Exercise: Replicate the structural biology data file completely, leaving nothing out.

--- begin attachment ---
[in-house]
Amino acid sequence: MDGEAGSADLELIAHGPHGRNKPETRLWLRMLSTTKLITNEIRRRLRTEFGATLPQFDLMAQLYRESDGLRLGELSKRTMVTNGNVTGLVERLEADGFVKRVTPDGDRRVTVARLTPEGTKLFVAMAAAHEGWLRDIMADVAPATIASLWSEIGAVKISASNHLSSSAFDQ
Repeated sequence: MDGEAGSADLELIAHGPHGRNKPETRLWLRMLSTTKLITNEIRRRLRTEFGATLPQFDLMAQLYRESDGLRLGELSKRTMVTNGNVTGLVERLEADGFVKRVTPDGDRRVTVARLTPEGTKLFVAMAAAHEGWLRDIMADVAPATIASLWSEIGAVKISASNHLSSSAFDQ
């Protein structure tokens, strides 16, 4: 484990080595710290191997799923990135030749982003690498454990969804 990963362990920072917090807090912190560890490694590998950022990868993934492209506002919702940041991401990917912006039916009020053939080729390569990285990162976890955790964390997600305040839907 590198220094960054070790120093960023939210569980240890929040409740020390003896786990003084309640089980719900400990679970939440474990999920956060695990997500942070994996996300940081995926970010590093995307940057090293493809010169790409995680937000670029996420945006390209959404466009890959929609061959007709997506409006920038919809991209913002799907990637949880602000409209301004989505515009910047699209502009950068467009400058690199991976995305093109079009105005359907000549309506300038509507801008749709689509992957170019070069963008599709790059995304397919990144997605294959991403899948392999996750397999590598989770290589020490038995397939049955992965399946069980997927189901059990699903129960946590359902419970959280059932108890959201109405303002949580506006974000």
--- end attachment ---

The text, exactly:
[in-house]
Amino acid sequence: MDGEAGSADLELIAHGPHGRNKPETRLWLRMLSTTKLITNEIRRRLRTEFGATLPQFDLMAQLYRESDGLRLGELSKRTMVTNGNVTGLVERLEADGFVKRVTPDGDRRVTVARLTPEGTKLFVAMAAAHEGWLRDIMADVAPATIASLWSEIGAVKISASNHLSSSAFDQ
Repeated sequence: MDGEAGSADLELIAHGPHGRNKPETRLWLRMLSTTKLITNEIRRRLRTEFGATLPQFDLMAQLYRESDGLRLGELSKRTMVTNGNVTGLVERLEADGFVKRVTPDGDRRVTVARLTPEGTKLFVAMAAAHEGWLRDIMADVAPATIASLWSEIGAVKISASNHLSSSAFDQ
């Protein structure tokens, strides 16, 4: 484990080595710290191997799923990135030749982003690498454990969804 990963362990920072917090807090912190560890490694590998950022990868993934492209506002919702940041991401990917912006039916009020053939080729390569990285990162976890955790964390997600305040839907 590198220094960054070790120093960023939210569980240890929040409740020390003896786990003084309640089980719900400990679970939440474990999920956060695990997500942070994996996300940081995926970010590093995307940057090293493809010169790409995680937000670029996420945006390209959404466009890959929609061959007709997506409006920038919809991209913002799907990637949880602000409209301004989505515009910047699209502009950068467009400058690199991976995305093109079009105005359907000549309506300038509507801008749709689509992957170019070069963008599709790059995304397919990144997605294959991403899948392999996750397999590598989770290589020490038995397939049955992965399946069980997927189901059990699903129960946590359902419970959280059932108890959201109405303002949580506006974000």